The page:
Officials have opened assistance centers where displaced residents can get help with insurance, rebuilding and even mental health counseling.

"The challenge now is starting to rebuild and getting them the resources they need to do that," San Diego County spokeswoman Lesley Kirk said Friday. "The county and city of San Diego are very committed to helping these people."

A show of the federal government's support came Thursday when President Bush toured the area with Gov. Arnold Schwarzenegger. Bush pledged the government's cooperation.

"We want the people to know there's a better day ahead — that today your life may look dismal, but tomorrow life's going to be better," he said.

As the governor and president witnessed the devastation, the state came under criticism for failing to deploy sufficient aerial support in the wildfires' crucial first hours.

An Associated Press investigation revealed that nearly two dozen water-dropping helicopters and two cargo planes were grounded by government rules and bureaucracy as flames spread.

The Navy, Marine and California National Guard helicopters were grounded for a day partly because state rules require all firefighting choppers to be accompanied by state forestry "fire spotters" who coordinate water or retardant drops. By the time those spotters arrived, the high winds made flying too dangerous.

Additionally, the National Guard's C-130 cargo planes were not part of the firefighting arsenal because long-standing retrofits have yet to be completed. The tanks they need to carry thousands of gallons of fire retardant were promised four years ago.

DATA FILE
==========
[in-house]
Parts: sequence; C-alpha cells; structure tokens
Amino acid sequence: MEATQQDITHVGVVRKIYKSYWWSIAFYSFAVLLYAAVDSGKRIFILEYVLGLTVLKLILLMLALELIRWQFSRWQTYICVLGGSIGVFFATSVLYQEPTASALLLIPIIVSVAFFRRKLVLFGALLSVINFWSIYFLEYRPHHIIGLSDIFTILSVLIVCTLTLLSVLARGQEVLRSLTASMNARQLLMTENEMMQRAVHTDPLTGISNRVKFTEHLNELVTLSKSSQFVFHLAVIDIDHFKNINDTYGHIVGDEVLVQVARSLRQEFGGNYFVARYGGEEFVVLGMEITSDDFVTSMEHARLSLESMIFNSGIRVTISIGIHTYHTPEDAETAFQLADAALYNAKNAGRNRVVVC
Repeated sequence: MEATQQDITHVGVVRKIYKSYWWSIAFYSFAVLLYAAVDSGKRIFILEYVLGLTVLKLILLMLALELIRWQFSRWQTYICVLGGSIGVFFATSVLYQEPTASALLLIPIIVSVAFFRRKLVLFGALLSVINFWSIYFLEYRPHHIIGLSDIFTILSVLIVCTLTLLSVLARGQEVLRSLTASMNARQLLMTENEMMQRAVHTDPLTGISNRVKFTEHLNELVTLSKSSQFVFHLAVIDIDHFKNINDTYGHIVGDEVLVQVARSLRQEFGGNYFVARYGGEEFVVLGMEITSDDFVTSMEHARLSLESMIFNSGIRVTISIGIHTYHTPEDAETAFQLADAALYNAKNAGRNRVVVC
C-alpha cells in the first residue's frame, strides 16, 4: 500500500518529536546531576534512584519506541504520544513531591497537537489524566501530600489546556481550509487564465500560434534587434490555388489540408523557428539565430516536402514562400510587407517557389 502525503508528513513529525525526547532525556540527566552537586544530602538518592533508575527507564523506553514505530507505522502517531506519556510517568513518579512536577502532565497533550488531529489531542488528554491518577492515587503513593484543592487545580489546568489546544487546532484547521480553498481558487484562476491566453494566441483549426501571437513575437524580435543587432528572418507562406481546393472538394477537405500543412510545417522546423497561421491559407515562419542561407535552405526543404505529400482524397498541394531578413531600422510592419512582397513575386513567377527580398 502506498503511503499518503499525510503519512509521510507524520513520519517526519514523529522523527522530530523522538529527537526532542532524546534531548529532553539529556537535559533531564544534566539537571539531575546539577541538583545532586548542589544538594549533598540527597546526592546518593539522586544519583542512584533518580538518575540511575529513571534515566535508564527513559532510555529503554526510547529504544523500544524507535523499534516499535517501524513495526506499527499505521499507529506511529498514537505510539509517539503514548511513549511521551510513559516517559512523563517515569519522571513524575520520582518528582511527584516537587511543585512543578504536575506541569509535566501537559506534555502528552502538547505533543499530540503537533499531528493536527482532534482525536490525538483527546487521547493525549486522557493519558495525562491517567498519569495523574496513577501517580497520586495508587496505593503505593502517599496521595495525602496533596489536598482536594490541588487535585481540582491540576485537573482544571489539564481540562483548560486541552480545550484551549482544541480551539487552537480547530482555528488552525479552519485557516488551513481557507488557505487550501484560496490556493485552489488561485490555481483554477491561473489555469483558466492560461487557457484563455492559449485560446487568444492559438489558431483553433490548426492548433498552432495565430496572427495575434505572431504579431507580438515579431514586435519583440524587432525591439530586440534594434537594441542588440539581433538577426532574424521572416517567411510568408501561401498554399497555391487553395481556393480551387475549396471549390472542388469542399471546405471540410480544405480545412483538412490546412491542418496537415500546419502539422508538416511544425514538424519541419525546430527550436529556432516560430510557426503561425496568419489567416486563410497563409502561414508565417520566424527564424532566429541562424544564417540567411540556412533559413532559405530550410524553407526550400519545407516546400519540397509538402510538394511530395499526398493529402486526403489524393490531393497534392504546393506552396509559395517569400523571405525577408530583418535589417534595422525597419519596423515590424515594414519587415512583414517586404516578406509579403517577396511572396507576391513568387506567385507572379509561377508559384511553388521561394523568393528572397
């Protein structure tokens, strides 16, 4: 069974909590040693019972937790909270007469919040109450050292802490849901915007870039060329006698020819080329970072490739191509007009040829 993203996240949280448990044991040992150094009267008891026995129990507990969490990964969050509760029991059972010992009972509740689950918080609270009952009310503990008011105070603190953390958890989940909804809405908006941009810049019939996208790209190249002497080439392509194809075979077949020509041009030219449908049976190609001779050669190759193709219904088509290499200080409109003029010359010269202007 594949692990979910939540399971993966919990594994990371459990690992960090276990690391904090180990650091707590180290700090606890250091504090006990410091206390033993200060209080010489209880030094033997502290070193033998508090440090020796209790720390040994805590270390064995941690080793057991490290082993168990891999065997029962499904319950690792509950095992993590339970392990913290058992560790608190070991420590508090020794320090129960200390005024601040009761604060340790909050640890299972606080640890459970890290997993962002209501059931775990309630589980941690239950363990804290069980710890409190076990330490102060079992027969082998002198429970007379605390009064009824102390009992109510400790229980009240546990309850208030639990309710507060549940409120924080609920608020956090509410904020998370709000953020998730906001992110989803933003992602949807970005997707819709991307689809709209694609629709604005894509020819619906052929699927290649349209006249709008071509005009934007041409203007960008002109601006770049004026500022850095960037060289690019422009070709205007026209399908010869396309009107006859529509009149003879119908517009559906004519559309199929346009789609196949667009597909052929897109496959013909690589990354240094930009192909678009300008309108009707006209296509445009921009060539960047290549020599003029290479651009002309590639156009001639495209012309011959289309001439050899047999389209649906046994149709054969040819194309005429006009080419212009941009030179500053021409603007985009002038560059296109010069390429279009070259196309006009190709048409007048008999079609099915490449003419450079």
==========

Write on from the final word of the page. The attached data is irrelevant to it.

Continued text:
"When you look at what's happened, it's disgusting, inexcusable foot-dragging that's put tens of thousands of people in danger," Republican U.S. Rep. Dana Rohrabacher said.

The wildfires are directly blamed for killing three people, a 52-year-old man in Tecate along the Mexican border and a couple in Escondido. Their bodies were discovered in the charred remains of their hillside home.

Border Patrol agents also found four charred bodies in what was believed to be a migrant camp east of San Diego, near the Mexican border. Medical examiners were trying to determine their identities and whether they had died in a fire that destroyed almost 100 homes.

In Orange County, local authorities, the FBI and the Bureau of Alcohol, Tobacco and Firearms were investigating a fire that destroyed 14 homes. It was believed to be started by an arsonist.

An aerial assault was helping firefighters corral two blazes in the San Bernardino Mountains east of Los Angeles, a thickly wooded resort area where 313 homes have been lost.

Sean Clevenger's home was a rare sight — part of an oasis of seven unburned houses in a neighborhood that was largely destroyed by fire in the mountain community of Running Springs.

"I still can't believe this is my neighborhood," he said, staring across the street at a plume of flames rising from a broken gas main amid rubble.

"Right there was a red house and everything was green around it," he said. "Now I look out and I see a lot of sky through the trees."


Associated Press writers Elliot Spagat in San Diego, Martha Mendoza in Running Springs, Scott Lindlaw in Julian, Gillian Flaccus in Jamul and Thomas Watkins, Jacob Adelman, Chelsea J. Carter, Jeremiah Marquez and Robert Jablon in Los Angeles contributed to this report.